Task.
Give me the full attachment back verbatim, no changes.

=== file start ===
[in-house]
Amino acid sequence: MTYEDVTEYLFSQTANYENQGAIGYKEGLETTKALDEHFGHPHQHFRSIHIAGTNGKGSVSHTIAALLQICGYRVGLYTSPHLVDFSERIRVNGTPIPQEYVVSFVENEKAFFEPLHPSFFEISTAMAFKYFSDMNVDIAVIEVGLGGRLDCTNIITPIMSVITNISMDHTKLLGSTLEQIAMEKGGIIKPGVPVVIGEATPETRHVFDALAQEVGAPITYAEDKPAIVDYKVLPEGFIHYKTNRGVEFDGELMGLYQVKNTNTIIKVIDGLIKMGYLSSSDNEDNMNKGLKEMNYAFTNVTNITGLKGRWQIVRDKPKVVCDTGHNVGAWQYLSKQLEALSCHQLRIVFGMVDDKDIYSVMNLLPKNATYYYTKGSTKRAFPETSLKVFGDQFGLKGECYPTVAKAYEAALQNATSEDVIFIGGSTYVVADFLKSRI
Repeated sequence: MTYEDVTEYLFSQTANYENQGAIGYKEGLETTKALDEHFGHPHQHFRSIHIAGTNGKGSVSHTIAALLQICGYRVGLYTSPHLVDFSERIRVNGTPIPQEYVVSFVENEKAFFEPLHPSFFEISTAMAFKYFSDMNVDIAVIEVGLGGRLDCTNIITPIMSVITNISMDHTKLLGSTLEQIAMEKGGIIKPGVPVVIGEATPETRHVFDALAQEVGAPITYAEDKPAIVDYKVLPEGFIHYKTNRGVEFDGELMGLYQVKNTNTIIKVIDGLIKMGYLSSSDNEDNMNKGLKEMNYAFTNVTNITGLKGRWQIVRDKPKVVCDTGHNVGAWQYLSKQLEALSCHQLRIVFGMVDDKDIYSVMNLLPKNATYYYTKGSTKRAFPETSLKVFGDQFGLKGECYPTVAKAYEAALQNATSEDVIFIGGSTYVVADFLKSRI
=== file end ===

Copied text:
[in-house]
Amino acid sequence: MTYEDVTEYLFSQTANYENQGAIGYKEGLETTKALDEHFGHPHQHFRSIHIAGTNGKGSVSHTIAALLQICGYRVGLYTSPHLVDFSERIRVNGTPIPQEYVVSFVENEKAFFEPLHPSFFEISTAMAFKYFSDMNVDIAVIEVGLGGRLDCTNIITPIMSVITNISMDHTKLLGSTLEQIAMEKGGIIKPGVPVVIGEATPETRHVFDALAQEVGAPITYAEDKPAIVDYKVLPEGFIHYKTNRGVEFDGELMGLYQVKNTNTIIKVIDGLIKMGYLSSSDNEDNMNKGLKEMNYAFTNVTNITGLKGRWQIVRDKPKVVCDTGHNVGAWQYLSKQLEALSCHQLRIVFGMVDDKDIYSVMNLLPKNATYYYTKGSTKRAFPETSLKVFGDQFGLKGECYPTVAKAYEAALQNATSEDVIFIGGSTYVVADFLKSRI
Repeated sequence: MTYEDVTEYLFSQTANYENQGAIGYKEGLETTKALDEHFGHPHQHFRSIHIAGTNGKGSVSHTIAALLQICGYRVGLYTSPHLVDFSERIRVNGTPIPQEYVVSFVENEKAFFEPLHPSFFEISTAMAFKYFSDMNVDIAVIEVGLGGRLDCTNIITPIMSVITNISMDHTKLLGSTLEQIAMEKGGIIKPGVPVVIGEATPETRHVFDALAQEVGAPITYAEDKPAIVDYKVLPEGFIHYKTNRGVEFDGELMGLYQVKNTNTIIKVIDGLIKMGYLSSSDNEDNMNKGLKEMNYAFTNVTNITGLKGRWQIVRDKPKVVCDTGHNVGAWQYLSKQLEALSCHQLRIVFGMVDDKDIYSVMNLLPKNATYYYTKGSTKRAFPETSLKVFGDQFGLKGECYPTVAKAYEAALQNATSEDVIFIGGSTYVVADFLKSRI